Kiakiaprint: African 'Uber for print' startup partners with Canva

September 21, 2020 00:18:56
Kiakiaprint: African 'Uber for print' startup partners with Canva
Built in Africa
Kiakiaprint: African 'Uber for print' startup partners with Canva

Sep 21 2020 | 00:18:56


Hosted By

Oluwanifemi Kolawole Emmanuel Paul

Show Notes

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Narrator: On July 30, 2020, Nigerian-based Kiakiaprint announced its expansion to South Africa and partnership with Australian-based online design and publishing company, Canva.

The news came barely a month after Canva raised $60 million, at a $6bn valuation, and partnered with FedEx Office to break into the US market. Canva’s next move was into Africa, and it chose to partner with Kiakiaprint. 

For a startup like Kiakiaprint which prints and delivers custom designs on demand, it’s quite a perfect match.

Tunde Ademuyiwa: “Canva has 30 million users globally. Before the lockdown, they were 20 million and it’s growing.”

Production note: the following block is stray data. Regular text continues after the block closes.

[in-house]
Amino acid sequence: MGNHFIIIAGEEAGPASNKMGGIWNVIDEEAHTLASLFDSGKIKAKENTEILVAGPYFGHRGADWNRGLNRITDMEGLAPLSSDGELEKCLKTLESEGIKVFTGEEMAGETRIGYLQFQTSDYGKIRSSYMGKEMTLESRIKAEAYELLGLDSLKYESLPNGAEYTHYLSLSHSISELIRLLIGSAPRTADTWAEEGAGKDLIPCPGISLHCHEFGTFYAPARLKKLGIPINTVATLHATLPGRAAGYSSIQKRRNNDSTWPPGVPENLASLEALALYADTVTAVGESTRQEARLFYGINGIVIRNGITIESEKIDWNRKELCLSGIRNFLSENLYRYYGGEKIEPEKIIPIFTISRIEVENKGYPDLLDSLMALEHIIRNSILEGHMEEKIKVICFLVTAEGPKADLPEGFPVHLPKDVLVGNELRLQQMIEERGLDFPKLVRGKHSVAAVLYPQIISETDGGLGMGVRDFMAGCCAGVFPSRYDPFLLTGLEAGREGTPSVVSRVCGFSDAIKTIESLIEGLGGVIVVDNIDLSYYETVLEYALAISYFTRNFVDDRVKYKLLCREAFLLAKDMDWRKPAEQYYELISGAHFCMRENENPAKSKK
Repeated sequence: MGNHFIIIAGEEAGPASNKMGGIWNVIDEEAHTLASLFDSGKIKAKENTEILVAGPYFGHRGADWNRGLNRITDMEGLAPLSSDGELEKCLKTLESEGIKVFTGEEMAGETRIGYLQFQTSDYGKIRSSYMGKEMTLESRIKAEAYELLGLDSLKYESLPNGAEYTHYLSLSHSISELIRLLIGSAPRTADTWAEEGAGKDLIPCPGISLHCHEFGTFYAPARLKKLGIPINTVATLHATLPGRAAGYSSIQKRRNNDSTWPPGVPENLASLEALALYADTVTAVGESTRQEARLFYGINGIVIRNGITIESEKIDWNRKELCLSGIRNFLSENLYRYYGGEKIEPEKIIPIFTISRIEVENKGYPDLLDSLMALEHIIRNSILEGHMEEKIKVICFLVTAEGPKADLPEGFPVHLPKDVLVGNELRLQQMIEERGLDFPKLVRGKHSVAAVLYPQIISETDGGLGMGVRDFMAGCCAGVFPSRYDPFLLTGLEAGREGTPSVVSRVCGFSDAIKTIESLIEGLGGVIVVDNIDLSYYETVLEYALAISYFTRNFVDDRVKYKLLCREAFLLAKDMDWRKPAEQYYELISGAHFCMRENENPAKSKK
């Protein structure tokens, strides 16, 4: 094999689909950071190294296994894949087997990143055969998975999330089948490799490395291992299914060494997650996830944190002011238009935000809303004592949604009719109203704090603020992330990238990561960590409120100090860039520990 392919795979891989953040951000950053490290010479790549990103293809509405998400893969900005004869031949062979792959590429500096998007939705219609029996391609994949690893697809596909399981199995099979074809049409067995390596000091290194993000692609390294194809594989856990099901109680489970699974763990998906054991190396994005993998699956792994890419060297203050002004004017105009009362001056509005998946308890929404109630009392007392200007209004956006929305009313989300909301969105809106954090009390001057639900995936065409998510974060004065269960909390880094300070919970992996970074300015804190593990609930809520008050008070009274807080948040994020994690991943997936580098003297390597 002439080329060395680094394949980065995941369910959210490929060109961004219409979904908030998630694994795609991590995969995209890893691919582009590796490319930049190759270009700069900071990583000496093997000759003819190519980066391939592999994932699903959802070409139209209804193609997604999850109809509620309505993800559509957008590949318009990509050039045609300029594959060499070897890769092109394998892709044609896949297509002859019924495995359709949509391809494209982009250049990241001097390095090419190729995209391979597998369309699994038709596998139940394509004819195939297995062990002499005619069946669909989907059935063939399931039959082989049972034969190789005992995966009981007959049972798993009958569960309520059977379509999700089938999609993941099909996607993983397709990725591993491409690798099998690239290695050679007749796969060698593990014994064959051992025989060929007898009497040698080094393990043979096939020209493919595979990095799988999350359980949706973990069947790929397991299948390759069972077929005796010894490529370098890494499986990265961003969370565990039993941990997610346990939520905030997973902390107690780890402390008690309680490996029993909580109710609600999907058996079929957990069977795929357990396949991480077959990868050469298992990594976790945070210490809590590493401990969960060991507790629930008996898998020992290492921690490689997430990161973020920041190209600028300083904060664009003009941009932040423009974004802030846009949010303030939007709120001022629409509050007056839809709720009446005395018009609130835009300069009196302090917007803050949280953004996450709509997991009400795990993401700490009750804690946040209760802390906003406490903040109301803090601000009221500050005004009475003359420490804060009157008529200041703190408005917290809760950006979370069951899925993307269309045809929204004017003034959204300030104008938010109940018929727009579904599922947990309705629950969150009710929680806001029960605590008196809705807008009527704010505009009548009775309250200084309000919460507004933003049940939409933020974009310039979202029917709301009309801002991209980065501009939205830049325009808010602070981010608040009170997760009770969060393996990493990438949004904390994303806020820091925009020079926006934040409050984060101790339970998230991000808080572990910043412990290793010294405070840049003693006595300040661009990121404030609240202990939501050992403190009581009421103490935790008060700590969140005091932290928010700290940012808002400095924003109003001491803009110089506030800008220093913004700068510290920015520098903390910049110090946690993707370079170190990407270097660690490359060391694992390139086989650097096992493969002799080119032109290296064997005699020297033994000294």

Narrator: That’s Tunde Ademuyiwa, co-founder and CEO of Kiakiaprint. 

Tunde Ademuyiwa: “They align with our vision. Now, our vision is, help people grow their business, leveraging print technology. When it comes to design technology, sorry nobody beats Canva. It’s easy to use, it’s straightforward. That’s why the partnership just made sense”

Narrator: On this episode of Built in Africa, we put the spotlight on how Nigerian print-on-demand startup, Kiakiaprint is taking its business global with Canva partnership and South Africa expansion.

Tunde Ademuyiwa didn’t set out to start a printing company, he just happened to stumble on the opportunity.

Tunde Ademuyiwa:: “If you asked me back in school, in my wildest of dreams, I never imagined the print industry. Globally, the print industry is worth about $800 billion. It’s bigger than the music industry, it’s massive. I think it’s the 3rd biggest industry in the world. But I didn’t know it was this massive. Not one person can cover the entire print industry”